Schramâ€™s Sidewinder maintained its target lock on the still-hot backside of the nuclear missileâ€™s booster stage and blew it to smithereens as the business end of the North Korean-made rocket with its multi-ton Iranian warhead continued climbing unscathed.
â€śSidewinder impacted against the targetâ€™s separated booster,â€ť Schram announced glumly over his radio. â€śMissile remains on course. Iâ€™ll try to reacquire.â€ť
Muttering a prayer, Schram attempted to lock onto the target a second time before it flew out of range. In the thin air of this high altitude, handling of the Super Hornet was turning sluggish. His aircraft was only rated to fly a little over fifty thousand feet. No one had ever told him how little. At seventy-five thousand seven hundred feet, he was one-fourth of the way to outer space and was higher than anyone had ever flown any model of the F/A-18.
Now, the sky had turned black. Schram saw the brighter stars in the heavens, even though it was daylight, and he could make out a translucent blue haze along the rounded horizon; it was the atmosphere. At this altitude, more than ninety-nine percent of the Earthâ€™s air lay beneath him.
Schramâ€™s throttles were still at max burners, and he leveled his climb a bit to increase speed to Mach One-point-eight. Again he used the helmet-sighting feature to target the AIM-9X. The instant the low growl of the Sidewinderâ€™s target-acquisition mechanism turned happy, he fired and again announced â€śFox Two,â€ť over his radio. The advanced air-to-air missile accelerated to supersonic speed in a little more than two seconds. He hoped the enemy rocket didnâ€™t have a third stage, because he did not carry a third Sidewinder!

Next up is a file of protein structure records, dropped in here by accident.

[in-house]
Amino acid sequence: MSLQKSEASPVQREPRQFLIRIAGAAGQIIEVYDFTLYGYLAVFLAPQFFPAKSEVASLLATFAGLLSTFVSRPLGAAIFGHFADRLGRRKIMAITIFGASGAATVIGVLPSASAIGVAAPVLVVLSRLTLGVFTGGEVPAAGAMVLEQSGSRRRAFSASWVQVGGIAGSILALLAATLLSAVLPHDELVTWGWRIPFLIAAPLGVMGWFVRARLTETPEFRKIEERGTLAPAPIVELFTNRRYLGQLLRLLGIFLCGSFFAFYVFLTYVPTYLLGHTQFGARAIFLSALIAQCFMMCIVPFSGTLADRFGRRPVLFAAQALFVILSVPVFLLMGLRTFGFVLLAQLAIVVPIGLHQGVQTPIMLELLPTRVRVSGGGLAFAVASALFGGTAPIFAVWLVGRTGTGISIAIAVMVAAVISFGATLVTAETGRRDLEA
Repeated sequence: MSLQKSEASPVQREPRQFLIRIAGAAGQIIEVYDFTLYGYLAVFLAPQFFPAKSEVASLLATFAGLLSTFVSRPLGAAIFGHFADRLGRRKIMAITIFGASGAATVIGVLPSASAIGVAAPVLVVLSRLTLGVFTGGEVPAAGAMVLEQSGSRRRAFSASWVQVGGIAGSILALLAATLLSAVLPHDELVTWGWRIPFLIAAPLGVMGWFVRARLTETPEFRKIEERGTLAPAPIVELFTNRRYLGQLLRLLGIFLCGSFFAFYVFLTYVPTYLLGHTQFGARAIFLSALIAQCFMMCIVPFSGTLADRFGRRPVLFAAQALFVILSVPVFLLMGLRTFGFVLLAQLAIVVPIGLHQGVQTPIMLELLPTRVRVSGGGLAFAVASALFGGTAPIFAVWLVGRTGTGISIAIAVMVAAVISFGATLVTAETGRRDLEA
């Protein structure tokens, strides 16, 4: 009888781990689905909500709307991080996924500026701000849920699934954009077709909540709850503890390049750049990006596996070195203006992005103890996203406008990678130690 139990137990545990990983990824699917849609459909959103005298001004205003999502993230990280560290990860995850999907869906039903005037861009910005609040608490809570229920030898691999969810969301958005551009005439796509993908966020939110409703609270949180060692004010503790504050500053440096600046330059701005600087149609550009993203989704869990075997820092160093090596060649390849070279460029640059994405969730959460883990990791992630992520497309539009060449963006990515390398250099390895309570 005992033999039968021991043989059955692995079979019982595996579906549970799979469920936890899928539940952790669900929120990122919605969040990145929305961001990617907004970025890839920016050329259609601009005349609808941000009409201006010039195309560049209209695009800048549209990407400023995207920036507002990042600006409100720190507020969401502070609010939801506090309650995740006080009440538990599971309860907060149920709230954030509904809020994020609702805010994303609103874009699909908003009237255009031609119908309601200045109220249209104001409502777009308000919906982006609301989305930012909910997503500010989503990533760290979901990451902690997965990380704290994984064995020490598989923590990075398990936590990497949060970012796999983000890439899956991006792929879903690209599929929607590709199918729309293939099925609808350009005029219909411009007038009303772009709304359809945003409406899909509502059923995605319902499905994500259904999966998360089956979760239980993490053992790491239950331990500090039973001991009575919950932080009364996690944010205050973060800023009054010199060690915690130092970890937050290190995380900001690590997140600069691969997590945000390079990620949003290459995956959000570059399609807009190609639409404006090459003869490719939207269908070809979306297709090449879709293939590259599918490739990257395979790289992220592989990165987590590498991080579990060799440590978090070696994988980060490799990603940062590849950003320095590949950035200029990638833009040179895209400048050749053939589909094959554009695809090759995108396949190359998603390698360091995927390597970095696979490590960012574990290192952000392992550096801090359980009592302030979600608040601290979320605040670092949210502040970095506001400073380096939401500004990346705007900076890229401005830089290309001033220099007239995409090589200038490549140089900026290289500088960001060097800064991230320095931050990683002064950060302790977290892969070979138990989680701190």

Tracking his second missile streaking up toward the nuke, Schram realized that if its warhead detonated, the shock wave would destroy his plane and likely kill him, even though he had begun to turn away from the missileâ€™s flight path. At this altitude, he couldnâ€™t change direction very fast, and he was still climbing slightly. Schram throttled back from burners, gently brought the nose of his plane down, then reached his left hand down and grasped the ejection-seat handle, ready to yank it if he saw that Iranian-made warhead turn into a sunburst. Not that ejection would guarantee his survival, but at least he wouldnâ€™t be caught inside a disintegrating airplane.
â€śAce, stay clear of this area until we know what happens with that warhead,â€ť Schram radioed to his wing man as he lowered his tinted visor, praying it would not be the last order he ever gave.
Seconds later, the Sidewinder smashed into the exhaust nozzle of the nuclear-tipped missile and detonated. The blast ignited the liquid oxygen fuel in the rocketâ€™s second stage, creating a massive fireball that was blindingly bright against the blackness of space. Schramâ€™s hand that grasped the ejection-seat handle perspired inside his glove, and he flexed his fingers as he watched for a nuclear explosion.